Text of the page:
From Fireplace to Cookstove: Technology and the Domestic Ideal in America
"Brewer covers impressive new ground, exploring the shift from fireplaces to stoves for cooking and heating in American homes, and sheds new light on the supposedly "separate spheres" of home and the world in nineteenth-century America. She also considers the changing responses to technological development, the emergence of a consumer ethic, and the attempt to define and preserve a distinct Anglo-American middle-class culture." "Extensively documented - based on letters, diaries, probate inventories, census records, sales figures, advertisements, fiction, and advice literature - the book will be valuable to scholars of American history and women's studies."--Jacket.
What people are saying - Write a review
We haven't found any reviews in the usual places.
Other editions - View all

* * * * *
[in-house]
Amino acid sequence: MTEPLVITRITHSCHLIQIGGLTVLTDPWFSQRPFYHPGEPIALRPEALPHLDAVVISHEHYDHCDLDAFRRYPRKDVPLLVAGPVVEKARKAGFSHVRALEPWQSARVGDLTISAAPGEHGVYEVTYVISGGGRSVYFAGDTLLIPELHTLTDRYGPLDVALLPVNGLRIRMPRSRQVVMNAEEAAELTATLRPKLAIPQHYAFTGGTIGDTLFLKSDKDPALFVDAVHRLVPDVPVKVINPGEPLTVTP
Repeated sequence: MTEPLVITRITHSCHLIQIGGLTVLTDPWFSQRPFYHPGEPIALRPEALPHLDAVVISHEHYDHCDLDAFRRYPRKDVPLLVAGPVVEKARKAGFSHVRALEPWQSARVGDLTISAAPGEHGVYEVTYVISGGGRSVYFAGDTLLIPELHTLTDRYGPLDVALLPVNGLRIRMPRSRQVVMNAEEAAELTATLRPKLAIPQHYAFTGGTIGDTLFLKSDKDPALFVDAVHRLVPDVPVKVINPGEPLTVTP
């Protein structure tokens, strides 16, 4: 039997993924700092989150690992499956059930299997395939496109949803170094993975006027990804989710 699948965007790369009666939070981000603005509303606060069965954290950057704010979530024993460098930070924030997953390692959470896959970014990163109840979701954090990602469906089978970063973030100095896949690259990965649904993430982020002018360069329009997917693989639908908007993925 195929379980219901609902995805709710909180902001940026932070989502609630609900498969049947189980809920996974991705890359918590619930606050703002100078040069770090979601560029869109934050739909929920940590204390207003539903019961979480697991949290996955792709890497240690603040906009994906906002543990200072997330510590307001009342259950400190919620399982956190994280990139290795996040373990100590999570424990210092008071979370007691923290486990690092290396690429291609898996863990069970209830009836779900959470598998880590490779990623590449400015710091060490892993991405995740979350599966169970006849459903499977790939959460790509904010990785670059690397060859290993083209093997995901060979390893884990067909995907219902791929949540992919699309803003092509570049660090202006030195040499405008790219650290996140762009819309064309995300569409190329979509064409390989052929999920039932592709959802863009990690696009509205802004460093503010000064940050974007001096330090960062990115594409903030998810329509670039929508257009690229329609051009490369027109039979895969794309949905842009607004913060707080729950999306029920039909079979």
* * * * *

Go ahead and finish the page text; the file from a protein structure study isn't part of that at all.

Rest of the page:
Account advertisement agreed American appliances ashes bake become Beecher beginning Book Boston brick century City clean closed coal cold comfort common Company concluded consumers continued Cooking Stove cookstove cost County Courtesy diary difficult domestic early economy electric England equally equipment example experience explained fact fire fireplace Franklin fuel George hearth heat Henry History household housekeeping illus important improved included inventories iron James John Journal keep kitchen labor late later less letter living manufacturers Mary Mass Massachusetts Michigan models moved needed never noted observed oven Patent Pennsylvania period Philadelphia plates preparation Press Probate problem Providence Quoted range recorded reported reprint saving Scientific similar smoke Society suggests thing Thomas traditional turn Univ warm winter woman women wood wrote York Young